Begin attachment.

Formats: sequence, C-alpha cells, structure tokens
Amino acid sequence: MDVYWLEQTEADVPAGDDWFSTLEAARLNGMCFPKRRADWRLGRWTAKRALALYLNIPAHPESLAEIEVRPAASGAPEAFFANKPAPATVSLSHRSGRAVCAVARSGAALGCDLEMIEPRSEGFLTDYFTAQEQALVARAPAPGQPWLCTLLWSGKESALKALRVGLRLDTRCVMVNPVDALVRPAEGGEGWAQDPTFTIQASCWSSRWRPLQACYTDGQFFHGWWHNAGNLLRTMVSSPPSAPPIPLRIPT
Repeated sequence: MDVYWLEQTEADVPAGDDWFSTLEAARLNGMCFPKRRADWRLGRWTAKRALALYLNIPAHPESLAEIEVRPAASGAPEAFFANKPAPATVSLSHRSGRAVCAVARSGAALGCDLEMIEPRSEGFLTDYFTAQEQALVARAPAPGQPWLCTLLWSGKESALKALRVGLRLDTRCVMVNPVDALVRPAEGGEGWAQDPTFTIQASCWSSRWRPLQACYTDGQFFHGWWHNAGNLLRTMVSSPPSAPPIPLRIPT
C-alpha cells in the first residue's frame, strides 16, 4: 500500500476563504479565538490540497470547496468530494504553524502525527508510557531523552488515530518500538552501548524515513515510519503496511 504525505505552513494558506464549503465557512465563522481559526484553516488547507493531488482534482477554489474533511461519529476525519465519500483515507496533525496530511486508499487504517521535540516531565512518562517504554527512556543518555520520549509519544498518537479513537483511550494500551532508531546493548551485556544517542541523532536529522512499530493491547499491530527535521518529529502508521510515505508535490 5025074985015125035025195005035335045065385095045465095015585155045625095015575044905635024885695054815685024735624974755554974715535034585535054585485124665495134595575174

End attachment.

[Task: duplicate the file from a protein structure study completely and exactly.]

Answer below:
Formats: sequence, C-alpha cells, structure tokens
Amino acid sequence: MDVYWLEQTEADVPAGDDWFSTLEAARLNGMCFPKRRADWRLGRWTAKRALALYLNIPAHPESLAEIEVRPAASGAPEAFFANKPAPATVSLSHRSGRAVCAVARSGAALGCDLEMIEPRSEGFLTDYFTAQEQALVARAPAPGQPWLCTLLWSGKESALKALRVGLRLDTRCVMVNPVDALVRPAEGGEGWAQDPTFTIQASCWSSRWRPLQACYTDGQFFHGWWHNAGNLLRTMVSSPPSAPPIPLRIPT
Repeated sequence: MDVYWLEQTEADVPAGDDWFSTLEAARLNGMCFPKRRADWRLGRWTAKRALALYLNIPAHPESLAEIEVRPAASGAPEAFFANKPAPATVSLSHRSGRAVCAVARSGAALGCDLEMIEPRSEGFLTDYFTAQEQALVARAPAPGQPWLCTLLWSGKESALKALRVGLRLDTRCVMVNPVDALVRPAEGGEGWAQDPTFTIQASCWSSRWRPLQACYTDGQFFHGWWHNAGNLLRTMVSSPPSAPPIPLRIPT
C-alpha cells in the first residue's frame, strides 16, 4: 500500500476563504479565538490540497470547496468530494504553524502525527508510557531523552488515530518500538552501548524515513515510519503496511 504525505505552513494558506464549503465557512465563522481559526484553516488547507493531488482534482477554489474533511461519529476525519465519500483515507496533525496530511486508499487504517521535540516531565512518562517504554527512556543518555520520549509519544498518537479513537483511550494500551532508531546493548551485556544517542541523532536529522512499530493491547499491530527535521518529529502508521510515505508535490 5025074985015125035025195005035335045065385095045465095015585155045625095015575044905635024885695054815685024735624974755554974715535034585535054585485124665495134595575174